In the last 10 years, there has been a dramatic shift away from mutual funds and into exchange traded funds or ETFs. The amount of mutual funds peaked around the year 2000 and has remained pretty constant around 8000 funds. In the meantime, the number of publicly traded stocks has declined steadily and the amount of ETFs has been on the rise. Today the number of funds and ETFs is almost 3x the number of stocks available on US exchanges. If you add them all up, you have roughly 13,000 potential investment options between stocks, ETFs and mutual funds.
As of June 9th, 2017, the Department of Labor's fiduciary rule, also known as the conflict-of-interest rule, has partially taken effect. The new rule has the greatest effect on financial advisors who are registered brokers. How does the fiduciary rule impact you? What do you need to know?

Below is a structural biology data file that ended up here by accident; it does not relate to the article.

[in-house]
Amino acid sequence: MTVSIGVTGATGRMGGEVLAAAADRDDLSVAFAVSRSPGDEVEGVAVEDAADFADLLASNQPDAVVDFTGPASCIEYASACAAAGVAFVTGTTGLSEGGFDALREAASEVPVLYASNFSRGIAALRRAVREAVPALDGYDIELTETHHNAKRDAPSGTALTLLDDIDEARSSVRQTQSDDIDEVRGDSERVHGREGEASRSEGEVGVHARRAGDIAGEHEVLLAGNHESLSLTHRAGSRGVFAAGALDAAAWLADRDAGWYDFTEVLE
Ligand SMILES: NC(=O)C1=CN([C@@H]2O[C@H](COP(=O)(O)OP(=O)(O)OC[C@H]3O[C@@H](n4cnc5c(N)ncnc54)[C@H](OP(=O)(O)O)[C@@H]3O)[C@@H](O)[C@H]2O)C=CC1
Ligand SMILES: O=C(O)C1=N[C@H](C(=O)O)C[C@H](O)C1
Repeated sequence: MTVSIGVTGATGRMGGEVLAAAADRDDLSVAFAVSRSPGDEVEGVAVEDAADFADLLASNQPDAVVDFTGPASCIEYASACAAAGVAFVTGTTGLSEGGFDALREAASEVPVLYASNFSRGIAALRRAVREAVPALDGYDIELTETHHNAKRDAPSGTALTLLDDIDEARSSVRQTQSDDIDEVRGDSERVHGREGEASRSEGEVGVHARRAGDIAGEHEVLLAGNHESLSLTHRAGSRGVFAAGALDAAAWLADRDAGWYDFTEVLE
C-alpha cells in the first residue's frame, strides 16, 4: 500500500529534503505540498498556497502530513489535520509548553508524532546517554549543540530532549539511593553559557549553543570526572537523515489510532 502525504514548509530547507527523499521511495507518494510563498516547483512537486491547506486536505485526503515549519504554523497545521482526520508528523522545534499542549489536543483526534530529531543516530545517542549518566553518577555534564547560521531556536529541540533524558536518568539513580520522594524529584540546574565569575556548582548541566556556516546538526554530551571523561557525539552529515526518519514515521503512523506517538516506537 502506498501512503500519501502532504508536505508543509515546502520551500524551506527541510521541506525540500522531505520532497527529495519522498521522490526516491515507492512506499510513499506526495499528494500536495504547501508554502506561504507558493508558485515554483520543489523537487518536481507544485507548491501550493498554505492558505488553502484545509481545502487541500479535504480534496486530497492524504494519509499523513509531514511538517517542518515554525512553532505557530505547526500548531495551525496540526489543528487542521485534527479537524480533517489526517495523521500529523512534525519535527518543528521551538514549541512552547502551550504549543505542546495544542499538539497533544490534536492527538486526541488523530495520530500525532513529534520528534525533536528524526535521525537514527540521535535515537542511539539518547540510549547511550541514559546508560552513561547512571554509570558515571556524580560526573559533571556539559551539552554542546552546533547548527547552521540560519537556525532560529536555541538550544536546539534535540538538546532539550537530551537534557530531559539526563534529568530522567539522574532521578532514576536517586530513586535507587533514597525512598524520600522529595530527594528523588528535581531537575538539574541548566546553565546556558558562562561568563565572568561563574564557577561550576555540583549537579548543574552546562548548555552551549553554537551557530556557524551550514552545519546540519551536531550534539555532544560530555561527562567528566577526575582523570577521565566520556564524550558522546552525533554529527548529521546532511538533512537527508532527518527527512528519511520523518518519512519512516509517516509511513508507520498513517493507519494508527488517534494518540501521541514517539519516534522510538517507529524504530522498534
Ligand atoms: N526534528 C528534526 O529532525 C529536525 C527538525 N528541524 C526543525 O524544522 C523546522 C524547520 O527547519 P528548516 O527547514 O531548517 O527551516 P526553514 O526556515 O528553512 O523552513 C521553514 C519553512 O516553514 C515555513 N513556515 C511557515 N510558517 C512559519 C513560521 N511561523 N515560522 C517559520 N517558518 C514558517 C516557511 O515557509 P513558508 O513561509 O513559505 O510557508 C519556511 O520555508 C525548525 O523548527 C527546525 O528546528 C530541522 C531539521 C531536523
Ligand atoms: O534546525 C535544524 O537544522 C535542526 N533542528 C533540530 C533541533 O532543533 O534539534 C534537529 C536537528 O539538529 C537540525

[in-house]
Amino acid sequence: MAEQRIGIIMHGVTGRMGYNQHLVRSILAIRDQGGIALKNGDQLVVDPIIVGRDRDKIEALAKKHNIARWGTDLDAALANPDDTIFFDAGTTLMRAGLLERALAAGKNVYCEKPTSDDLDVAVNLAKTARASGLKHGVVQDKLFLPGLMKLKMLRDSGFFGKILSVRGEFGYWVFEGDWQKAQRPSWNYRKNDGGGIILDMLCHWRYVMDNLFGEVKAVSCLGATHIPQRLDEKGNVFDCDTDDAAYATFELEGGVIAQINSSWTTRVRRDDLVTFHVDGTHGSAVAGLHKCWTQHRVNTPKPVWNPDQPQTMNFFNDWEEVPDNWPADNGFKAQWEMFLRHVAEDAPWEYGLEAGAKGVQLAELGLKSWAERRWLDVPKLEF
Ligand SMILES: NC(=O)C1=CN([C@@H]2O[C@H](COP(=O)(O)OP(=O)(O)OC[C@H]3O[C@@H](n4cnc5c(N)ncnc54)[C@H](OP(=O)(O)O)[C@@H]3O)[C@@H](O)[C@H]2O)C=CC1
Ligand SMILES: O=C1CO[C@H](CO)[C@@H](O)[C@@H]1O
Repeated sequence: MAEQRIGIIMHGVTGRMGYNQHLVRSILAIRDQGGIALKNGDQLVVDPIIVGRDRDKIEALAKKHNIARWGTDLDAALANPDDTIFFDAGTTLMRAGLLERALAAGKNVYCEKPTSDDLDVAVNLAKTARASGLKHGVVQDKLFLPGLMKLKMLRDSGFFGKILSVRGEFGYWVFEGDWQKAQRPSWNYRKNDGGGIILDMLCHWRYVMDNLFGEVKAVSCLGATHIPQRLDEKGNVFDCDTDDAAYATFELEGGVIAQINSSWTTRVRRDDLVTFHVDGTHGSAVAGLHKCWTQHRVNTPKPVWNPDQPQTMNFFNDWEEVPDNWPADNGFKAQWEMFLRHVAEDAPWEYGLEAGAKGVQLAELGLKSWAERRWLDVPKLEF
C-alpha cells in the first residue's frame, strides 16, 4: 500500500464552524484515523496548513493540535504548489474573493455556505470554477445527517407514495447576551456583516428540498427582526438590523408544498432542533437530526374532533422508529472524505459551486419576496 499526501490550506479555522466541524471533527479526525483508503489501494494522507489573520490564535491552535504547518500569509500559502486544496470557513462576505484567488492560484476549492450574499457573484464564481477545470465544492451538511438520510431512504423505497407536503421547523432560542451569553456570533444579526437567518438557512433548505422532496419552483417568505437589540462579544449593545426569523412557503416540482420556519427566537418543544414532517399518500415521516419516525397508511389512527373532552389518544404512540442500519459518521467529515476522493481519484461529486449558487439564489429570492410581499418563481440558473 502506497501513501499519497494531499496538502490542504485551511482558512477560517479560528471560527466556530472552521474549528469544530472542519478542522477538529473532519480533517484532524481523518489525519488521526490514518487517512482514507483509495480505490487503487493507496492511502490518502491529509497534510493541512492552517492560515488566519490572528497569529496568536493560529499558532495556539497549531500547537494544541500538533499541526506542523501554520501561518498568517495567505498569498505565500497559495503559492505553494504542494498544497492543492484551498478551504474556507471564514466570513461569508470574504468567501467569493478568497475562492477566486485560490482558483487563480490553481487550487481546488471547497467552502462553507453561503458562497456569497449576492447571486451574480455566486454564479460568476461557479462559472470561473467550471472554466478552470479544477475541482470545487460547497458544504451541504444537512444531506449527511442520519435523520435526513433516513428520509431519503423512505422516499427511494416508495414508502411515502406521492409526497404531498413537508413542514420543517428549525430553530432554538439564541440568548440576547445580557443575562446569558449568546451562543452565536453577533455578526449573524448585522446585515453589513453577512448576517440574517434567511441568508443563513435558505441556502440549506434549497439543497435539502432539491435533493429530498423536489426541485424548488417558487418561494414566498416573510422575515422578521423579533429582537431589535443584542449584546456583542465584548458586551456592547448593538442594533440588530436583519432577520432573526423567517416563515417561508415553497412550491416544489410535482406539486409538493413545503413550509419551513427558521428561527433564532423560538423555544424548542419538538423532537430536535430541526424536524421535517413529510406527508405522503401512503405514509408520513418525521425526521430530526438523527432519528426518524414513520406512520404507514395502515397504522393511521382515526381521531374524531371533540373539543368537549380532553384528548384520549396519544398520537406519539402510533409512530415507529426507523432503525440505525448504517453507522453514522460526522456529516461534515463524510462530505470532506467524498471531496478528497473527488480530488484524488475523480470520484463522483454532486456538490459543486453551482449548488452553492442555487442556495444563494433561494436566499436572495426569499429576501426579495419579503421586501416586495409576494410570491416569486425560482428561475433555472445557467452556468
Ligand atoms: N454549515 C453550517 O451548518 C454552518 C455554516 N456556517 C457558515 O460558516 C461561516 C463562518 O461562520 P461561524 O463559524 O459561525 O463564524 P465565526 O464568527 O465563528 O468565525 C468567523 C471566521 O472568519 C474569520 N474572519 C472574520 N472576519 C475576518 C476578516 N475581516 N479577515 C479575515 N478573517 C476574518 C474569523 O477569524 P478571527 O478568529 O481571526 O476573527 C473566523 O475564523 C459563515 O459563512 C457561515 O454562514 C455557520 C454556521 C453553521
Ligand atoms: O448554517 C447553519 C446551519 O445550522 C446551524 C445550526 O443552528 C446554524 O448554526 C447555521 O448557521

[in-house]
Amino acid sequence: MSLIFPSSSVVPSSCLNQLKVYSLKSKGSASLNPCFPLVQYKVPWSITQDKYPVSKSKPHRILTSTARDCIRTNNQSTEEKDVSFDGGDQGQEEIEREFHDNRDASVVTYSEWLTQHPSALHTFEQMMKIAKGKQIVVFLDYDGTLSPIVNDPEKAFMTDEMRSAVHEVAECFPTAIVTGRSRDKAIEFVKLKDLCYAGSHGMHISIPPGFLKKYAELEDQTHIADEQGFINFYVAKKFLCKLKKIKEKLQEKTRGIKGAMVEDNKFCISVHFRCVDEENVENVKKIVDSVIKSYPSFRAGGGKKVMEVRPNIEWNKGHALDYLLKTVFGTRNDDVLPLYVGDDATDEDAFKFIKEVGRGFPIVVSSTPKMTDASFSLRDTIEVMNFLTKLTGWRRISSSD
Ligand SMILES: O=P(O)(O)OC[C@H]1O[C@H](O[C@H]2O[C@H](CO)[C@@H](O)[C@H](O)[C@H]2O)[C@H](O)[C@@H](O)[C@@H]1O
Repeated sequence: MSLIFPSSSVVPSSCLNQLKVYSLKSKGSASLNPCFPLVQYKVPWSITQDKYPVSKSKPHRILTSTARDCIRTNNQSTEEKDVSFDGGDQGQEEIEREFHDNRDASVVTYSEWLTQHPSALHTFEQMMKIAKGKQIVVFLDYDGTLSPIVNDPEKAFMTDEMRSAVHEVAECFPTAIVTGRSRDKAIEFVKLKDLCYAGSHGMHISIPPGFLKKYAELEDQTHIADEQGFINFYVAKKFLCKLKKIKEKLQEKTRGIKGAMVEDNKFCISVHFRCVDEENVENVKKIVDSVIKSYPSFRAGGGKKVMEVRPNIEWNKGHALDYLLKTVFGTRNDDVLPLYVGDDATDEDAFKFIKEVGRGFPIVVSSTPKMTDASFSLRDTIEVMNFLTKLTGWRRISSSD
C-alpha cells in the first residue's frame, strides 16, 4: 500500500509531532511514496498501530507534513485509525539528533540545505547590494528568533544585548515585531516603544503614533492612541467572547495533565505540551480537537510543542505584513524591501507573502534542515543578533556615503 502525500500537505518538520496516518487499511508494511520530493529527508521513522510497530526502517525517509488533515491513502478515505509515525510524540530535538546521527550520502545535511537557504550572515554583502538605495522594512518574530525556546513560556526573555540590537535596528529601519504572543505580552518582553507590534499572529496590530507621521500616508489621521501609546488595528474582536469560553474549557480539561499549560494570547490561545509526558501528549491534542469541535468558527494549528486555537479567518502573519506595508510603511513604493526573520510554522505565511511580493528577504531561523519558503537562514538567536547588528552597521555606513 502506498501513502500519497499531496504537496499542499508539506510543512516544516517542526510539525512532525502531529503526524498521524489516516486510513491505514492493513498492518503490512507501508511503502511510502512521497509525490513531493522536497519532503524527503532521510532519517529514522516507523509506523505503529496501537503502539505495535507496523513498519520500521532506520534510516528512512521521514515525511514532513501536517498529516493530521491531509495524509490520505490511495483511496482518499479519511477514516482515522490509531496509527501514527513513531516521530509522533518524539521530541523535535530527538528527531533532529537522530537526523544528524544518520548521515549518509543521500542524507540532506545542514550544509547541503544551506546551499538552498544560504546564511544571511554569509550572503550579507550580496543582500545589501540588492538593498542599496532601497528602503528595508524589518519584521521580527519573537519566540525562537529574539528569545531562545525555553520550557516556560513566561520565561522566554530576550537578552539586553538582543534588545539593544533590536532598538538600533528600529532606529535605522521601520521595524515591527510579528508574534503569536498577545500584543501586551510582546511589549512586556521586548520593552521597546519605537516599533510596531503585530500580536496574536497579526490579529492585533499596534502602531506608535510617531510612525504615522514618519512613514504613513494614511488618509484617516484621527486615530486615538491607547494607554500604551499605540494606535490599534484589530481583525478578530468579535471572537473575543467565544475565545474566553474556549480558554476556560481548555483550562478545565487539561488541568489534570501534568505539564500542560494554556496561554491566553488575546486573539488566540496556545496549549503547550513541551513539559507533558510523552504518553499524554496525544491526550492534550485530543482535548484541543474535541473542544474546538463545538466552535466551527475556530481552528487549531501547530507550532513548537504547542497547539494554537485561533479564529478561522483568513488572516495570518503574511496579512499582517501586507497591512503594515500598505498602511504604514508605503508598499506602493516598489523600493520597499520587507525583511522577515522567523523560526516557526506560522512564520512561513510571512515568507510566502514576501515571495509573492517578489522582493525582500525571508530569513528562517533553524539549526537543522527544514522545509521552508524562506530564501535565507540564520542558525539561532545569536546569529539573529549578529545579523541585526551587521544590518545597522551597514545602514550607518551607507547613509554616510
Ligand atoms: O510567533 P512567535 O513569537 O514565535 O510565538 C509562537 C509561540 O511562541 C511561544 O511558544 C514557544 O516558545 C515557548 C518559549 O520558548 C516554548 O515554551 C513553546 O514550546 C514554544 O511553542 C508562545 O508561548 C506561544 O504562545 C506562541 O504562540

Recently one of our clients sent me over an article from Yahoo Finance titled Mark Yusko: 'The US is going to have a crash and it will be massive.' Clearly that is a great title for an article because it is scary as hell. Just keep in mind in today's world, you have to say something like that to get quoted. Writers know that is great click bait. They salivate over quotes like that one from Yusko. But more importantly to me and you, is this really going to happen? Is the market going to crash? Perhaps eventually, but not likely in the near term. Is it going to be massive? Almost impossible to answer. Our view is that the market is still heading higher. S&P earnings are growing in the low teens and the global economy is on the upswing. Interest rates remain extremely low and are still near zero in Japan and Europe. These conditions don't suggest an imminent crash but we are always monitoring variables that could change our outlook.